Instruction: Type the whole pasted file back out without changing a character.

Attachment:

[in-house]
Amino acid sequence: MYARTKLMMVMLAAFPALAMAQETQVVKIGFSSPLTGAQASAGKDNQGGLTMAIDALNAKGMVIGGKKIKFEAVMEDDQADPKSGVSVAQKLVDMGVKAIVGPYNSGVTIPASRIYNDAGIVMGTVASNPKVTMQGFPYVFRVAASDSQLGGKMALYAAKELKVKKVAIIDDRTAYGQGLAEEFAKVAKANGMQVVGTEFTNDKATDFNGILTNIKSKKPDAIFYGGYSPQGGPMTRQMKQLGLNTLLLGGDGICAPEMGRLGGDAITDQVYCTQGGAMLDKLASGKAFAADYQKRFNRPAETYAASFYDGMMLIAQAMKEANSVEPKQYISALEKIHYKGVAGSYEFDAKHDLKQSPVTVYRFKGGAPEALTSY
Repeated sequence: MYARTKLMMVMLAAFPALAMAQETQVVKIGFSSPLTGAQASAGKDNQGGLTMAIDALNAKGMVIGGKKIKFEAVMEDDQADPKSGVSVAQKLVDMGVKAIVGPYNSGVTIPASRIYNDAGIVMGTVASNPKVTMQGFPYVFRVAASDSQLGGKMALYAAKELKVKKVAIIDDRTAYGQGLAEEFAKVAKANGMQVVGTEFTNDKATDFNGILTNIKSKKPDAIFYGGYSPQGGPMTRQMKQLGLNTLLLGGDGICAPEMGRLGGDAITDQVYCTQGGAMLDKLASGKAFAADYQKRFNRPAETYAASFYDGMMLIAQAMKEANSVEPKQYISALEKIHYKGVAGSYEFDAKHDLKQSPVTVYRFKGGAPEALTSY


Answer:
[in-house]
Amino acid sequence: MYARTKLMMVMLAAFPALAMAQETQVVKIGFSSPLTGAQASAGKDNQGGLTMAIDALNAKGMVIGGKKIKFEAVMEDDQADPKSGVSVAQKLVDMGVKAIVGPYNSGVTIPASRIYNDAGIVMGTVASNPKVTMQGFPYVFRVAASDSQLGGKMALYAAKELKVKKVAIIDDRTAYGQGLAEEFAKVAKANGMQVVGTEFTNDKATDFNGILTNIKSKKPDAIFYGGYSPQGGPMTRQMKQLGLNTLLLGGDGICAPEMGRLGGDAITDQVYCTQGGAMLDKLASGKAFAADYQKRFNRPAETYAASFYDGMMLIAQAMKEANSVEPKQYISALEKIHYKGVAGSYEFDAKHDLKQSPVTVYRFKGGAPEALTSY
Repeated sequence: MYARTKLMMVMLAAFPALAMAQETQVVKIGFSSPLTGAQASAGKDNQGGLTMAIDALNAKGMVIGGKKIKFEAVMEDDQADPKSGVSVAQKLVDMGVKAIVGPYNSGVTIPASRIYNDAGIVMGTVASNPKVTMQGFPYVFRVAASDSQLGGKMALYAAKELKVKKVAIIDDRTAYGQGLAEEFAKVAKANGMQVVGTEFTNDKATDFNGILTNIKSKKPDAIFYGGYSPQGGPMTRQMKQLGLNTLLLGGDGICAPEMGRLGGDAITDQVYCTQGGAMLDKLASGKAFAADYQKRFNRPAETYAASFYDGMMLIAQAMKEANSVEPKQYISALEKIHYKGVAGSYEFDAKHDLKQSPVTVYRFKGGAPEALTSY